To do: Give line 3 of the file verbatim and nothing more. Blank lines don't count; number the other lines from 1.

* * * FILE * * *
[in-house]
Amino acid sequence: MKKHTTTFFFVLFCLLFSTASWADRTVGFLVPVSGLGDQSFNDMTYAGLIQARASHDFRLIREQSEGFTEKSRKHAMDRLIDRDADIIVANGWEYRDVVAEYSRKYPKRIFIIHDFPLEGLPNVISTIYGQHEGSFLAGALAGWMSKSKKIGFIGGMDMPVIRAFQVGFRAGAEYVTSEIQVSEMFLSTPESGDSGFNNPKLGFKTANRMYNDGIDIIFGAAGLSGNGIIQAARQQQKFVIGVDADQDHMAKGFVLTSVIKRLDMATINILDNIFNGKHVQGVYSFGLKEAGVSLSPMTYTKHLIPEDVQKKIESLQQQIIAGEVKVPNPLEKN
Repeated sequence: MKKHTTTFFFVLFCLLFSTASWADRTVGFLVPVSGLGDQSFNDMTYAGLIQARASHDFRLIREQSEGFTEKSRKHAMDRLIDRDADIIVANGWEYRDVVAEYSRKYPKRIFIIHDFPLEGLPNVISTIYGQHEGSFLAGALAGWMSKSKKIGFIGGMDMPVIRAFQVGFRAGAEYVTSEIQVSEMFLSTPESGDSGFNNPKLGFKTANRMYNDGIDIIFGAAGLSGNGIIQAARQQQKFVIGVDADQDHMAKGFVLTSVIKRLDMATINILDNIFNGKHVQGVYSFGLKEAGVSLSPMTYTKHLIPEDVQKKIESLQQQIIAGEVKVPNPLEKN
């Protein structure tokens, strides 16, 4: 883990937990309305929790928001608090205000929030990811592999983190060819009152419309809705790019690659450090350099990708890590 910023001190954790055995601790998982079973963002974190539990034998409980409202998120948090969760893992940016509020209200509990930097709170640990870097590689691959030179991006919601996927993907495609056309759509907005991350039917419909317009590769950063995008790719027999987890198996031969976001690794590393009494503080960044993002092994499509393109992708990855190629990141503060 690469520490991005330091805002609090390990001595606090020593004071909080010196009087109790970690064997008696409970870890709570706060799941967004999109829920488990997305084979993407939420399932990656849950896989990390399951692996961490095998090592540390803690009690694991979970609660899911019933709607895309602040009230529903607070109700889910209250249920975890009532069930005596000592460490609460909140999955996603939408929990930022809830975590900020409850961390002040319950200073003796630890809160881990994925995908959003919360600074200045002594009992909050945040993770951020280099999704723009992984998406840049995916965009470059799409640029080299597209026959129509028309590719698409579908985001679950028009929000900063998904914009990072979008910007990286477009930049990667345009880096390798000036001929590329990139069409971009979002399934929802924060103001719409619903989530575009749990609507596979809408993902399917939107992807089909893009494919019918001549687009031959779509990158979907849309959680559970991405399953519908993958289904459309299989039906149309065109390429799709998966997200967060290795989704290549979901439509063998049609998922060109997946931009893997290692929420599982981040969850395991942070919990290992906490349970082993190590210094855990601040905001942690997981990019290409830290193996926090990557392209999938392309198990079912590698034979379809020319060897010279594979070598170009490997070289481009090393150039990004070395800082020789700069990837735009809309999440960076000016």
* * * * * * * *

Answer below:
Repeated sequence: MKKHTTTFFFVLFCLLFSTASWADRTVGFLVPVSGLGDQSFNDMTYAGLIQARASHDFRLIREQSEGFTEKSRKHAMDRLIDRDADIIVANGWEYRDVVAEYSRKYPKRIFIIHDFPLEGLPNVISTIYGQHEGSFLAGALAGWMSKSKKIGFIGGMDMPVIRAFQVGFRAGAEYVTSEIQVSEMFLSTPESGDSGFNNPKLGFKTANRMYNDGIDIIFGAAGLSGNGIIQAARQQQKFVIGVDADQDHMAKGFVLTSVIKRLDMATINILDNIFNGKHVQGVYSFGLKEAGVSLSPMTYTKHLIPEDVQKKIESLQQQIIAGEVKVPNPLEKN